Phil Gaimon diary: Disaster housing with a great kitchen
" Remember watching news stories of Katrina victims, staying on rows of air mattresses and cots in big, open rooms? That’s us right now: disaster relief housing. It’s no Katrina, but nine dudes in one room does qualify as a disaster."
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Editor’s note: VeloNews’ newest online rider diarist is domestic pro Phil Gaimon of Kenda-Geargrinder. Gaimon already is well known to readers of VeloNews magazine as the author of one of our most popular (and funniest) features: Ask a Pro.
Kenda-5 Hour p/b Geargrinder Cycling has just wrapped up the Tour of the Gila in Silver City, New Mexico. Jake Rytlewski, Jim Stemper, and I showed up a few days early, met by Will Swan. It gave us a couple days to acclimate to the altitude (not nearly enough time, but better than nothing), and time to train for our next goal, the Tour of California.
We’re staying at the same race-provided host housing we had last year. It’s an interesting setup, in the gym of the Indian Hills Baptist Church. Remember watching news stories of Katrina victims, staying on rows of air mattresses and cots in big, open rooms?
That’s us right now: disaster relief housing. It’s no Katrina, but nine dudes in one room does qualify as a disaster.
The good news:
• The church has a giant kitchen. With all these redundant appliances and kitchenware (three microwaves, two stoves, five skillets, two sinks, and tons of silverware), we can all cook at the same time without tripping over each other, and I don’t need to clean someone’s nasty pot when it’s time to make myself some rice.
• Everyone’s in the same place. No need for room lists, easy coordinating of ride times and team meetings, massage times, etc.
• They have several cabinets full of free, nonperishable food. True, some of the salad dressings expired during the Clinton administration, but beggars can’t be choosers. If you’d like some canned corn or green beans, stop by anytime!
• No TV, and spotty Internet. For some, this would be bad news, but I’m getting some good reading done, and sitting around being bored together is great team bonding.
• The basketball hoop provides plenty of entertainment (probably too much). Based on past experience, Jim didn’t place his obsessive-compulsive setup (with everything he brought unpacked and neatly lined up) right underneath the hoop. Last year, his coffee was launched all over the room by frequent airballs.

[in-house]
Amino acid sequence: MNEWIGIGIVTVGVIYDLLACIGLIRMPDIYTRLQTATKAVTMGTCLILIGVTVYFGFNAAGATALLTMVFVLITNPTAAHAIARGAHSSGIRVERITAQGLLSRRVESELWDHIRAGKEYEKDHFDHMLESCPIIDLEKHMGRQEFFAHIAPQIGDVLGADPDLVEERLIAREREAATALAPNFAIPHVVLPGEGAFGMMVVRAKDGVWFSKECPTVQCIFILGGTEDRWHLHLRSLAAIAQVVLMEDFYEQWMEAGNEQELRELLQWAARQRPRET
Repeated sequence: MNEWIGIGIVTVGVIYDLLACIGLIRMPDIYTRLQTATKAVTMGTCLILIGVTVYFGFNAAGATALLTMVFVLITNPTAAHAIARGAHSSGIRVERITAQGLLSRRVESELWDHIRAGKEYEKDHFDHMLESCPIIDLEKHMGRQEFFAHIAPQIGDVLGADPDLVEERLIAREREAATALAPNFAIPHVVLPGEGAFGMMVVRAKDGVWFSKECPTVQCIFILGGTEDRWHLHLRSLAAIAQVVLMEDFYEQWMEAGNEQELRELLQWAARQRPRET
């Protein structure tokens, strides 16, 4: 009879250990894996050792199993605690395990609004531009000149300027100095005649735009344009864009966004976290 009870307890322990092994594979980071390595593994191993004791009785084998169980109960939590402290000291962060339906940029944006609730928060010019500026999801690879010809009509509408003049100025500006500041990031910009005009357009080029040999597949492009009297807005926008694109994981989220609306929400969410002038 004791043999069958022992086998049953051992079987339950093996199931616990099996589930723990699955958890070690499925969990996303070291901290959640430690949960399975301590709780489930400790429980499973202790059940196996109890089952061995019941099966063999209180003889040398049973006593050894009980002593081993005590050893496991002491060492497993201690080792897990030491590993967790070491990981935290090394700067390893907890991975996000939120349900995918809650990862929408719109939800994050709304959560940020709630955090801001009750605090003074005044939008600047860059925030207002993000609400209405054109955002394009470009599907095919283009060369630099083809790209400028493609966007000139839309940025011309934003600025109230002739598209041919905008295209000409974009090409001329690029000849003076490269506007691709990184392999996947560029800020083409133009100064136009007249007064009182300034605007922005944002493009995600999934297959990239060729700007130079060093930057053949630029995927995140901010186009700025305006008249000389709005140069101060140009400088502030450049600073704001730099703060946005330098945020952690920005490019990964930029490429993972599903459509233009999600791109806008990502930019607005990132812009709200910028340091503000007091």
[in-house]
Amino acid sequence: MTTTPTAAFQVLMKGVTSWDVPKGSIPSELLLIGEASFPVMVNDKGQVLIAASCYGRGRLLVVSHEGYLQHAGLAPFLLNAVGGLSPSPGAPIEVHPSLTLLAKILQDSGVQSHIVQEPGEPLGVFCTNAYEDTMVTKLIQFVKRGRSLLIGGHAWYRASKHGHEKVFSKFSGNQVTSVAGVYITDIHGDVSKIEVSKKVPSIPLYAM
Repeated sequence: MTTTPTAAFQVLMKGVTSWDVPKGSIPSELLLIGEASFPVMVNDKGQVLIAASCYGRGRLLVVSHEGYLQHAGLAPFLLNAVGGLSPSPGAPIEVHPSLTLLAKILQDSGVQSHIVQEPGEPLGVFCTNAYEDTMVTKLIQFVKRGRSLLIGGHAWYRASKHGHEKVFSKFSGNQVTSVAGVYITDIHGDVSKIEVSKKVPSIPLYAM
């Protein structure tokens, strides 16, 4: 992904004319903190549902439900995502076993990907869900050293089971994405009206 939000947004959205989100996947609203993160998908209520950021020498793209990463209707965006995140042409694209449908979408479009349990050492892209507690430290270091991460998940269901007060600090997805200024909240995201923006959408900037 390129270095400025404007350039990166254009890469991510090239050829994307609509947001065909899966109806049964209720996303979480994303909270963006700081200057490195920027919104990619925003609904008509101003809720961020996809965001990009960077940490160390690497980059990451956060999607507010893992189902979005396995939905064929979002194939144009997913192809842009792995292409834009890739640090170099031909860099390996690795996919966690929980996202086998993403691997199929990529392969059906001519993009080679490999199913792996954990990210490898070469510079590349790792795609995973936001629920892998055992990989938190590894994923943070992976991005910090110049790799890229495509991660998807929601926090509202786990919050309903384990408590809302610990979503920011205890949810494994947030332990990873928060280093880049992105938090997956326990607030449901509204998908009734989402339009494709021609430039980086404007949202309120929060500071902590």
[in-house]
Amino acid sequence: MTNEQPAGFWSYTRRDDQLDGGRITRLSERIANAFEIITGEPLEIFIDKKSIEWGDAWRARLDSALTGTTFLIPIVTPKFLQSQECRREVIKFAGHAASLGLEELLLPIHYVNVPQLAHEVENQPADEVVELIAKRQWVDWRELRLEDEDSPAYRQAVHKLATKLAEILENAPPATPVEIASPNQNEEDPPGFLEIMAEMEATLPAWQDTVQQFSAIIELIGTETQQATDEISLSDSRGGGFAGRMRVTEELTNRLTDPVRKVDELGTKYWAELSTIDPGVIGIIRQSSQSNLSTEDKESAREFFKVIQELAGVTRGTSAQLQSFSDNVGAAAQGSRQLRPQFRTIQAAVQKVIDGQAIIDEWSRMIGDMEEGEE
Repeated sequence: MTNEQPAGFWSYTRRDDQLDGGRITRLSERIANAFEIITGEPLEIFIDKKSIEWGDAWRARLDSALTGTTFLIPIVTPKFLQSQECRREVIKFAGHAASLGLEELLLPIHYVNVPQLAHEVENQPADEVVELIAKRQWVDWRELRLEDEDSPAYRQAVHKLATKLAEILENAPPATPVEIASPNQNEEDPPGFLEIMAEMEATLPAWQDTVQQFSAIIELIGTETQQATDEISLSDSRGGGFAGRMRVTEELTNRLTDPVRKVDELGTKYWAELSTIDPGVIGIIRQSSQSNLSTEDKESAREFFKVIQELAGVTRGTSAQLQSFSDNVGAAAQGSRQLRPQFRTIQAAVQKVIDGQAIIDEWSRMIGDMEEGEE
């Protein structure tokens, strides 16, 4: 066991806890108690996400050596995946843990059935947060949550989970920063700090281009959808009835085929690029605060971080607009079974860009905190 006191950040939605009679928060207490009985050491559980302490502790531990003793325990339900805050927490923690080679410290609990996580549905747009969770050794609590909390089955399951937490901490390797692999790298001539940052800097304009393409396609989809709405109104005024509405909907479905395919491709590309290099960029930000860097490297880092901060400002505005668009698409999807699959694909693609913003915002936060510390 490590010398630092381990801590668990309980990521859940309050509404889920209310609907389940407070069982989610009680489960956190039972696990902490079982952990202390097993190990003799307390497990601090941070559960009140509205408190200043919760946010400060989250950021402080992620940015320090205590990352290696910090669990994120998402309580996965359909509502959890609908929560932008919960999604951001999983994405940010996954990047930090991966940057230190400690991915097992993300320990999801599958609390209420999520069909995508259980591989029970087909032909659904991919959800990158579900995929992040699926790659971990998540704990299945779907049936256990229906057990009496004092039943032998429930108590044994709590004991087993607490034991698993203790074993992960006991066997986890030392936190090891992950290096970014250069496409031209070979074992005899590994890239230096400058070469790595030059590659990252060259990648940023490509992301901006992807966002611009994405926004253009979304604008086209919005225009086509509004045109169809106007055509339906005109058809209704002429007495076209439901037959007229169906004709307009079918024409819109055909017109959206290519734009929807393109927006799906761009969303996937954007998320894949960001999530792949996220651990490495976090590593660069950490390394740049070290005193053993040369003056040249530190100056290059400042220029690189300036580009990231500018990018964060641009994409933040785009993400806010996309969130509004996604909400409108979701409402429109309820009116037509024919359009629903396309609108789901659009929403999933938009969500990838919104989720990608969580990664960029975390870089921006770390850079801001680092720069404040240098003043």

Speaking of airballs, that brings us to the bad news:
• No privacy. We’ve now all seen each other naked. I suppose it’s good to just get it out the way early in the season, but I can only stand seeing a certain amount of pale, hairy ass and genitalia.
• Bodily functions and noises. At stage races, you eat a lot and drink a lot, and that leads to other things a lot. The room is a symphony of burping, farting, coughing, loogies, crunching, slurping, and snoring. Janis (the soingeur) has her own attached bedroom, so there are no girls around to make us hold anything in. It’s really turned into an anthropology lesson in here: a study of male habits in an all-male environment.
• Everything is made to cook for an army. There’s no skillet appropriate for fewer than 10 eggs.
As far as the race, there were ups and downs, as to be expected. Ben’s strong TT moved him to second on GC, but we weren’t able to keep him there on the final Gila Monster stage. We had some bad luck in the field sprints, with Shawn Milne’s mechanical near the finish on stage 2, and the lap-card confusion in the crit.
Basically, they said one to go when it was really two to go. We knew it was supposed to be two to go, but had to make the call on the road, since the officials really could have gone either way. Turns out, Shawn won the race and they said to go another lap. Luckily, our crit squad made up for it at Athens just a few hours later, where laps were counted down correctly, and Luca Damiani took the win. We all slept better when we read the news.
As the rest of the teams flee for lower altitudes, we’re staying until Wednesday. Frankie has some sadistic plans for long rides with motorpacing as final prep for the Tour of California. That means it’s time for me to take a nap. That is, if I can sleep over the bodily function symphony.
Phil is a 25-year-old VeloNews columnist and third-year pro racer for Kenda-5 Hr Energy Presented by Gear Grinder. He has an English degree from the University of Florida, and owns online stores at podiumcycling.com and sharethedamnroad.com.